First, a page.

E-M34 (M84 + L791), J2a2 and J2b1 might also be linked to Kura-Araxes, although that might be specific clades only, as they did spread during the Iranian Chalcolithic phase too. In that case we could add 33 samples (8.7%) for Turkish Cypriots and 74 samples (21.5%) for Greek Cypriots. It is odd that the GC should have so much more J2a2, J2b1 and E-M84 that the TC, but the sample size is small, and there are also big differences for other haplogroups linked to Kura-Araxes. The deeper we dig into the phylogeny, the smaller the number of samples and the bigger the differences between two sampled populations.
    It is my pleasure, I put a lot of work into it. Your analysis as usual is great.

    I have done some reading on the history of Cyprus that might explain R1a-CTS1211 and possibly G-L497 as they mostly belong to the CTS4803 branch which is most common in Western Europe and Sweden. There was also minor I1 but I did not post it. Going back to the possible explanation, in Cyprus there was Lusignan warriors that were settled they formed a couple of towns, if we look at the history of the house of Lusignan they came from an area in France next to Poitiers, this area was conquered by the Visigoths, is it possible that these lineages are in fact representive of the Visigoths? For I-P37 I think there was a Greek branch.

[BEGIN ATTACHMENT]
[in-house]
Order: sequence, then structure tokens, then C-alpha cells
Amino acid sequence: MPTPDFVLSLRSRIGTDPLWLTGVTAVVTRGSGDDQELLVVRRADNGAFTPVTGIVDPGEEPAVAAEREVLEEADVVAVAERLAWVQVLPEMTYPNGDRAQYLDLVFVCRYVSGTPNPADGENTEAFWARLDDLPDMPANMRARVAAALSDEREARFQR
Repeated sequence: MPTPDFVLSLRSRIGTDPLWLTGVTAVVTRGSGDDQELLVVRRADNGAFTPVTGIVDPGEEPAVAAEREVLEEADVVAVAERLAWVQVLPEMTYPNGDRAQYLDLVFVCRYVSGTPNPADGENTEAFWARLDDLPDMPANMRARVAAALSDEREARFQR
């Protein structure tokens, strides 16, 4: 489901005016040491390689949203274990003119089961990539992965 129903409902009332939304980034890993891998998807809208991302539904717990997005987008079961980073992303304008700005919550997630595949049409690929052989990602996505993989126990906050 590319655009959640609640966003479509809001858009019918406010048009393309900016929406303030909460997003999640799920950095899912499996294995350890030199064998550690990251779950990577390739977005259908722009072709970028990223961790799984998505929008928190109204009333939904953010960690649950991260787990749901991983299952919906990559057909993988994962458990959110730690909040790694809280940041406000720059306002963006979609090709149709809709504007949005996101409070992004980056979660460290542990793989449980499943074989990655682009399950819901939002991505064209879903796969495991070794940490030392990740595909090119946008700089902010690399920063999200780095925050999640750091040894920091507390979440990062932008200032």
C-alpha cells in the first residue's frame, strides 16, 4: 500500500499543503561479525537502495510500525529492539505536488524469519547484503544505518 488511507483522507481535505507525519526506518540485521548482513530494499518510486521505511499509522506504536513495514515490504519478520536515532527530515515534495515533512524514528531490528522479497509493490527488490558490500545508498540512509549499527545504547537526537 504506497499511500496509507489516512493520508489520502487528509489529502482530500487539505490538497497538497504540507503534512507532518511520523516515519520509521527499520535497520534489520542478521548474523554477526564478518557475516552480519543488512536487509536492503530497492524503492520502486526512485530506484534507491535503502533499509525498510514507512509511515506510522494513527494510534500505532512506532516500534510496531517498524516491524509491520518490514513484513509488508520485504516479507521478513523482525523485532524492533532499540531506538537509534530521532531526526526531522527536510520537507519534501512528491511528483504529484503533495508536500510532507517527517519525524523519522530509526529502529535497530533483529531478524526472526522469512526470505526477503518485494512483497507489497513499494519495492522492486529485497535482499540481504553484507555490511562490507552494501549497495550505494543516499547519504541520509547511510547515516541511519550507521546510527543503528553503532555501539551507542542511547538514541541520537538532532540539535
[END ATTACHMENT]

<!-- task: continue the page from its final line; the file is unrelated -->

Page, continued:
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    Quote Originally Posted by Azzurro View Post
    Well thanks for sharing that story, in deed a nice one :) Your subclade at least at the M406 which Yfull gives it a TMRCA of 8600 ybp or 6600 BC matches the spread of J2a along the Mediterranean and are always found together whether in Italy, Greece or Middle East.

    most of Greeks are G M201, especially in the anatolian ones, and Turks also
    seems like around Kappadokia and Pontus and wider North Turkey a corridor has more M 201
    and west and south a south corridor has M406